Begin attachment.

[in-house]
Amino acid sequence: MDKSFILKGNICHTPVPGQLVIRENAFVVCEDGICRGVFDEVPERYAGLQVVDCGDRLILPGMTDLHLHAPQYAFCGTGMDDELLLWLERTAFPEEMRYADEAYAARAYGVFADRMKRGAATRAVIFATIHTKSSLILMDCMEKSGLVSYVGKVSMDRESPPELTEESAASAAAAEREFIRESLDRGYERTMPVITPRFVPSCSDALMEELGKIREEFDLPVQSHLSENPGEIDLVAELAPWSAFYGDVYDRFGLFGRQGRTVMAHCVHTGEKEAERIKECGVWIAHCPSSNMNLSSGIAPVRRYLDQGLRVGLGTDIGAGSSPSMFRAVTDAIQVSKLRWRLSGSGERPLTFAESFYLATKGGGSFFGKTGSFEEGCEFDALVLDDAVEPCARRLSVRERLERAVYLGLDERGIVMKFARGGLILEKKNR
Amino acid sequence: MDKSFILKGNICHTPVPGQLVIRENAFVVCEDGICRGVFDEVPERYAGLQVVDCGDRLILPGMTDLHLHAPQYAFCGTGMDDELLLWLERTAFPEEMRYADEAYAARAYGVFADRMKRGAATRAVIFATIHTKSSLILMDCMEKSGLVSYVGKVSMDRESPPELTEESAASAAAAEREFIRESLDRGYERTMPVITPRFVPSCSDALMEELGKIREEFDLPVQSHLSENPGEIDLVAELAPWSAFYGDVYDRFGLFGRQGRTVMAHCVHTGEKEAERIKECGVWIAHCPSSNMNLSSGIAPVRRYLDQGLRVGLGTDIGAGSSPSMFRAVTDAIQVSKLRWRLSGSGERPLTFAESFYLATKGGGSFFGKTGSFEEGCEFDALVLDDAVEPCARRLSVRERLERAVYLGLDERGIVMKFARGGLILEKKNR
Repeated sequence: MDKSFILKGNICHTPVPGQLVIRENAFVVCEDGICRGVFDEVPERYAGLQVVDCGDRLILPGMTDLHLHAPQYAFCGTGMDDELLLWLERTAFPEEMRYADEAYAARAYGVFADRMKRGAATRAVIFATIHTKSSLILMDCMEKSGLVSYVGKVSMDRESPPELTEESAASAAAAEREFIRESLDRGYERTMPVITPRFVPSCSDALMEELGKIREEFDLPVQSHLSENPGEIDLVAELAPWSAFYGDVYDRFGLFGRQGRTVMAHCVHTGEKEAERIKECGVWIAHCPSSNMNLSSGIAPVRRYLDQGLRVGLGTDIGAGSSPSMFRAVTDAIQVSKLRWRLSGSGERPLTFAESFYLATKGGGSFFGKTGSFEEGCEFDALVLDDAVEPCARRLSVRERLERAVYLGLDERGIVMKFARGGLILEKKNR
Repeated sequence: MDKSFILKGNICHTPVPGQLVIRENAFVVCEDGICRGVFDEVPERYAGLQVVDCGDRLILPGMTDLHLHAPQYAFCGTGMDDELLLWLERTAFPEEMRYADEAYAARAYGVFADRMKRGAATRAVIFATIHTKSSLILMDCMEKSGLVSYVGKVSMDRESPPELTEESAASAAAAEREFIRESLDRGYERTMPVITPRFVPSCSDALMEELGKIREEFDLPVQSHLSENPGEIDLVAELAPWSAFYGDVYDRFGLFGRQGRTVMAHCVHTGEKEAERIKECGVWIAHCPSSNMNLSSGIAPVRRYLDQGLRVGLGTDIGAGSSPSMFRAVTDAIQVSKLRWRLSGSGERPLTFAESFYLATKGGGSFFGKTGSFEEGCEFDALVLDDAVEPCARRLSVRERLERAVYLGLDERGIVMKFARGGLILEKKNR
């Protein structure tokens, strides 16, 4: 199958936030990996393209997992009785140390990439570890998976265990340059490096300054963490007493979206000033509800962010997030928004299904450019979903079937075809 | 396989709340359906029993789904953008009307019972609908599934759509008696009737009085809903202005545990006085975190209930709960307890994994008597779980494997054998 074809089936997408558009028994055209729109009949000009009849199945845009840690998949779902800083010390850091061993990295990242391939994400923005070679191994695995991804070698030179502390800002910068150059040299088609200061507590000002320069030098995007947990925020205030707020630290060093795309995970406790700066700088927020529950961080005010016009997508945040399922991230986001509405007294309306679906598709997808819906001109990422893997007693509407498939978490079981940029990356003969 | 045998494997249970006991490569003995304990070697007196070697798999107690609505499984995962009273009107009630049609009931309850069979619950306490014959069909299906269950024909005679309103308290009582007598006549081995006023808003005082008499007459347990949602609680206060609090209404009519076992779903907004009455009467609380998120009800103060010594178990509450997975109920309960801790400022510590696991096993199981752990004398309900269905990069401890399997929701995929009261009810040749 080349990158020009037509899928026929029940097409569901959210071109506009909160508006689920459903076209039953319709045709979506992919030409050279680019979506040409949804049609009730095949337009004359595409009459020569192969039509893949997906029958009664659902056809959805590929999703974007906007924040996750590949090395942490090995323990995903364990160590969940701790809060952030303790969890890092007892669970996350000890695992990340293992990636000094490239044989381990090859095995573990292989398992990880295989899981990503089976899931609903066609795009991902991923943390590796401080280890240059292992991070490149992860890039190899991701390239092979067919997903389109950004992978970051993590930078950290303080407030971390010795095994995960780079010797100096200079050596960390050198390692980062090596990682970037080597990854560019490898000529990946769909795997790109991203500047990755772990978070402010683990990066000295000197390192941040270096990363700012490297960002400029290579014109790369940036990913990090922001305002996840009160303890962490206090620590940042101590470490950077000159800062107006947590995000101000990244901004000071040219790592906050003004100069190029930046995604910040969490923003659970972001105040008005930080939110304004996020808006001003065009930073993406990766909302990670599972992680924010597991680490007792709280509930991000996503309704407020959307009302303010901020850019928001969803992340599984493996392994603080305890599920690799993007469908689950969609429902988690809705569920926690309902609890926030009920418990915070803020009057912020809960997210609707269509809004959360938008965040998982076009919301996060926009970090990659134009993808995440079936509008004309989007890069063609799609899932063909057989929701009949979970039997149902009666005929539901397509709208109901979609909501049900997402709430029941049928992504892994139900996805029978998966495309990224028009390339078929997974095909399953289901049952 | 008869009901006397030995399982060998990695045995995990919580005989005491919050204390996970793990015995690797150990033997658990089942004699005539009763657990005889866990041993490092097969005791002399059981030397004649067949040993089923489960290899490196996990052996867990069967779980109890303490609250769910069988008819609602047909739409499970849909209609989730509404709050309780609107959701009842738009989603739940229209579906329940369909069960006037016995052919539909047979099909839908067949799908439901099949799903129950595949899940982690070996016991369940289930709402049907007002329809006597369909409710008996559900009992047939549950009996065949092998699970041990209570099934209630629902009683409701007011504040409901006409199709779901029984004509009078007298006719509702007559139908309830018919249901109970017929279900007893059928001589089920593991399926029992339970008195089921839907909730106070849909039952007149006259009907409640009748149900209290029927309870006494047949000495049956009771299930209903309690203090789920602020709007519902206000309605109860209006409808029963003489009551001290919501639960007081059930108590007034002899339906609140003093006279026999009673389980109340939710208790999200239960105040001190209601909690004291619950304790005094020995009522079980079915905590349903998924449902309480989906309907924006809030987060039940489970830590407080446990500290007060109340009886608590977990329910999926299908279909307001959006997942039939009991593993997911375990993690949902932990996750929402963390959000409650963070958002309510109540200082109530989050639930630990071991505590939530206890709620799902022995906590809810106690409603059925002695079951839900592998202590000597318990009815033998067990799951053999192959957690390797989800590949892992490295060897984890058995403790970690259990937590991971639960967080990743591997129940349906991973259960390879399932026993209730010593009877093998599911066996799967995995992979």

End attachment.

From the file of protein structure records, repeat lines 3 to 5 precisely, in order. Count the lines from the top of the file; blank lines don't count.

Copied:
Amino acid sequence: MDKSFILKGNICHTPVPGQLVIRENAFVVCEDGICRGVFDEVPERYAGLQVVDCGDRLILPGMTDLHLHAPQYAFCGTGMDDELLLWLERTAFPEEMRYADEAYAARAYGVFADRMKRGAATRAVIFATIHTKSSLILMDCMEKSGLVSYVGKVSMDRESPPELTEESAASAAAAEREFIRESLDRGYERTMPVITPRFVPSCSDALMEELGKIREEFDLPVQSHLSENPGEIDLVAELAPWSAFYGDVYDRFGLFGRQGRTVMAHCVHTGEKEAERIKECGVWIAHCPSSNMNLSSGIAPVRRYLDQGLRVGLGTDIGAGSSPSMFRAVTDAIQVSKLRWRLSGSGERPLTFAESFYLATKGGGSFFGKTGSFEEGCEFDALVLDDAVEPCARRLSVRERLERAVYLGLDERGIVMKFARGGLILEKKNR
Repeated sequence: MDKSFILKGNICHTPVPGQLVIRENAFVVCEDGICRGVFDEVPERYAGLQVVDCGDRLILPGMTDLHLHAPQYAFCGTGMDDELLLWLERTAFPEEMRYADEAYAARAYGVFADRMKRGAATRAVIFATIHTKSSLILMDCMEKSGLVSYVGKVSMDRESPPELTEESAASAAAAEREFIRESLDRGYERTMPVITPRFVPSCSDALMEELGKIREEFDLPVQSHLSENPGEIDLVAELAPWSAFYGDVYDRFGLFGRQGRTVMAHCVHTGEKEAERIKECGVWIAHCPSSNMNLSSGIAPVRRYLDQGLRVGLGTDIGAGSSPSMFRAVTDAIQVSKLRWRLSGSGERPLTFAESFYLATKGGGSFFGKTGSFEEGCEFDALVLDDAVEPCARRLSVRERLERAVYLGLDERGIVMKFARGGLILEKKNR
Repeated sequence: MDKSFILKGNICHTPVPGQLVIRENAFVVCEDGICRGVFDEVPERYAGLQVVDCGDRLILPGMTDLHLHAPQYAFCGTGMDDELLLWLERTAFPEEMRYADEAYAARAYGVFADRMKRGAATRAVIFATIHTKSSLILMDCMEKSGLVSYVGKVSMDRESPPELTEESAASAAAAEREFIRESLDRGYERTMPVITPRFVPSCSDALMEELGKIREEFDLPVQSHLSENPGEIDLVAELAPWSAFYGDVYDRFGLFGRQGRTVMAHCVHTGEKEAERIKECGVWIAHCPSSNMNLSSGIAPVRRYLDQGLRVGLGTDIGAGSSPSMFRAVTDAIQVSKLRWRLSGSGERPLTFAESFYLATKGGGSFFGKTGSFEEGCEFDALVLDDAVEPCARRLSVRERLERAVYLGLDERGIVMKFARGGLILEKKNR